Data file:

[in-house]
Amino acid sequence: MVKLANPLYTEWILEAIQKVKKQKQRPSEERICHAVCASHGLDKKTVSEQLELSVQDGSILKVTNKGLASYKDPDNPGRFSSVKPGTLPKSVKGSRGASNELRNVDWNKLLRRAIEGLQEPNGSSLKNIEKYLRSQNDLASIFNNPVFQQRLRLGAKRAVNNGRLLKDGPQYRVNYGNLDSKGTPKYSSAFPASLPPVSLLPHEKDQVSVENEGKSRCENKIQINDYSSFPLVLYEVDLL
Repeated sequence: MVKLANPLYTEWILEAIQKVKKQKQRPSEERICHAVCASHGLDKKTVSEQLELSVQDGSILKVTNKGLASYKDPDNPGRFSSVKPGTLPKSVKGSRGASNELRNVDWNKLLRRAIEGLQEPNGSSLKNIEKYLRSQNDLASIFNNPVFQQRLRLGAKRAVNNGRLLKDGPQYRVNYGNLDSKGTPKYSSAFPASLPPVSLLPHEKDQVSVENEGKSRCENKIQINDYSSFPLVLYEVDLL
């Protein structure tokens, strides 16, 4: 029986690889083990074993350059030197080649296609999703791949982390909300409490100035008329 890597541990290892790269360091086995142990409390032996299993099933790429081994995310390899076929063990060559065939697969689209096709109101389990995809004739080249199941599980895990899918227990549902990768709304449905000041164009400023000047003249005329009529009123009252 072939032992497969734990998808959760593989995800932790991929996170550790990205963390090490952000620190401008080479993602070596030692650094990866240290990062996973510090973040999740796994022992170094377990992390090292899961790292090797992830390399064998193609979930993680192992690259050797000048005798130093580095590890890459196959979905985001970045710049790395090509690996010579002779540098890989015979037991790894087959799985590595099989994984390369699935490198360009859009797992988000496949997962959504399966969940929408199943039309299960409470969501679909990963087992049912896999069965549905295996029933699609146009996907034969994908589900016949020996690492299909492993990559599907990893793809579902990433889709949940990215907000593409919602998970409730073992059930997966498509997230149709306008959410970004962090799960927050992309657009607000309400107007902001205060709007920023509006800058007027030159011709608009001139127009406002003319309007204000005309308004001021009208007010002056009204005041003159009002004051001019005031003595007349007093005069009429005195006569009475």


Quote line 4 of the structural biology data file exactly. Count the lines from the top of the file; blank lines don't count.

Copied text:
């Protein structure tokens, strides 16, 4: 029986690889083990074993350059030197080649296609999703791949982390909300409490100035008329 890597541990290892790269360091086995142990409390032996299993099933790429081994995310390899076929063990060559065939697969689209096709109101389990995809004739080249199941599980895990899918227990549902990768709304449905000041164009400023000047003249005329009529009123009252 072939032992497969734990998808959760593989995800932790991929996170550790990205963390090490952000620190401008080479993602070596030692650094990866240290990062996973510090973040999740796994022992170094377990992390090292899961790292090797992830390399064998193609979930993680192992690259050797000048005798130093580095590890890459196959979905985001970045710049790395090509690996010579002779540098890989015979037991790894087959799985590595099989994984390369699935490198360009859009797992988000496949997962959504399966969940929408199943039309299960409470969501679909990963087992049912896999069965549905295996029933699609146009996907034969994908589900016949020996690492299909492993990559599907990893793809579902990433889709949940990215907000593409919602998970409730073992059930997966498509997230149709306008959410970004962090799960927050992309657009607000309400107007902001205060709007920023509006800058007027030159011709608009001139127009406002003319309007204000005309308004001021009208007010002056009204005041003159009002004051001019005031003595007349007093005069009429005195006569009475």